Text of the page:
In synchronous RPC, a client makes a remote call that returns with either a success or failure code. Asynchronous RPC provides more opportunities for a call to fail, and these failures are handled differently, depending on where and when they occur. The following table describes the ways in which a call can fail, and how it is handled.
|Client catches an exception when it calls the remote procedure.||No RPC API calls are necessary. All RPC state has been cleaned up.|
|Client receives a call complete notification, but when it calls RpcAsyncCompleteCall, it receives an error code.||No RPC API calls are necessary. All RPC state has been cleaned up.|
|Client issues non-abortive or abortive cancel.||Client must wait for notification, and call RpcAsyncCompleteCall when the notification arrives.|
In server side cleanup, a key concept is the hand-off point. During the server side processing of an asynchronous call, some processing is usually performed on the thread that received the call (also known as the dispatcher thread), and then, optionally, the dispatcher thread puts enough state into a memory block and signals another thread (also known as worker thread) to continue processing for the call. The moment at which the dispatcher thread successfully signals that the worker thread is called the hand-off point.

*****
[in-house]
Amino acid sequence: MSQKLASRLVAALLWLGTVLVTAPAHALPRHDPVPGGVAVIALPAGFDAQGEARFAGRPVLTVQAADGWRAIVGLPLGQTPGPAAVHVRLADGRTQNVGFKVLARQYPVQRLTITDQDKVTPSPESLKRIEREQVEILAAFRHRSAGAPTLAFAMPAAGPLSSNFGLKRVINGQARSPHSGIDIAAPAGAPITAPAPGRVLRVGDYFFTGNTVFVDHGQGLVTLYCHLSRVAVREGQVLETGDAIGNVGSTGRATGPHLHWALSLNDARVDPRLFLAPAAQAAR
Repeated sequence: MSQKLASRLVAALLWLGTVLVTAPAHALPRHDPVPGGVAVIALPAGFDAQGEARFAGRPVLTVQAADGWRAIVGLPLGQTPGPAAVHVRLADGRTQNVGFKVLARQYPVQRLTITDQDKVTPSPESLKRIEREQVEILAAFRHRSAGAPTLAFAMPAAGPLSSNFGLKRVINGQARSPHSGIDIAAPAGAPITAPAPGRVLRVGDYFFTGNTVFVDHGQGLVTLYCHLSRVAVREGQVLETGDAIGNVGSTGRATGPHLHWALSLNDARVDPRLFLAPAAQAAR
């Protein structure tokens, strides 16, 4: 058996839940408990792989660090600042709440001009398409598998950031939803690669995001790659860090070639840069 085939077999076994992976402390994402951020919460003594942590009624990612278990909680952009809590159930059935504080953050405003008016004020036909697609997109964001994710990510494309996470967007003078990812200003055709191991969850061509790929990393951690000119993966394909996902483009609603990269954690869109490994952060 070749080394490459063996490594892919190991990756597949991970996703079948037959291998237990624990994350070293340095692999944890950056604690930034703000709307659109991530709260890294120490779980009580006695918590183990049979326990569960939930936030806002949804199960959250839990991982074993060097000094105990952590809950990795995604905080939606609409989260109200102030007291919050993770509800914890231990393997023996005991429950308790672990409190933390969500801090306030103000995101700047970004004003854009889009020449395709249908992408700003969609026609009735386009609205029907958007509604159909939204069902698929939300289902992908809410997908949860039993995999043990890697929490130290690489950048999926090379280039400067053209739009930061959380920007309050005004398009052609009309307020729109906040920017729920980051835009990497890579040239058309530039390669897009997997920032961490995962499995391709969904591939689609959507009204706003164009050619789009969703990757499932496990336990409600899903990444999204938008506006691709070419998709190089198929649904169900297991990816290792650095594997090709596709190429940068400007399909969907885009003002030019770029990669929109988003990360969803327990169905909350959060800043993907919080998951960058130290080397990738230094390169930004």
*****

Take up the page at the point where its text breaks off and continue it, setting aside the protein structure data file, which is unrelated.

|Before hand-off point.||Throw exception. No call to RpcAsyncCompleteCall is necessary.|
|After hand-off point.||Call RpcAsyncAbortCall or, if the error is not fatal and results can still be returned to the client, RpcAsyncCompleteCall. If the RpcAsyncCompleteCall function call fails, the RPC runtime frees the parameters. The user must not access those parameters. The dispatcher thread must not perform any substantial processing that may fail after the hand off point, because it no longer can safely abort the call. Specifically, it must not throw an exception after the hand off point, or the server may crash.|
There are special cases for error handling when using pipes. The following list explains the source of the failure, and how to handle the error.
|Source of failure||How handled|
|Client calls push and the call fails.||No RPC API calls are necessary. All RPC state has been cleaned up.|
|Client calls RpcAsyncCompleteCall before the in pipes are drained.||Call fails with the appropriate pipe-filling error code.|
|Client calls pull and the call fails.||No RPC API calls are necessary. All RPC state has been cleaned up.|
|Either client or server calls push or pull in the wrong order.||Run-time returns pipe-filling error status.|
|Server calls push or pull and the call fails.||Push returns a failure code. No call to RpcAsyncCompleteCall is necessary.|
|Server calls RpcAsyncCompleteCall before the pipes have been drained.||The pipe call returns a pipe filling error status.|
|After the dispatch, a receive operation fails.||The next time the server calls pull to receive pipe data, an error is returned.|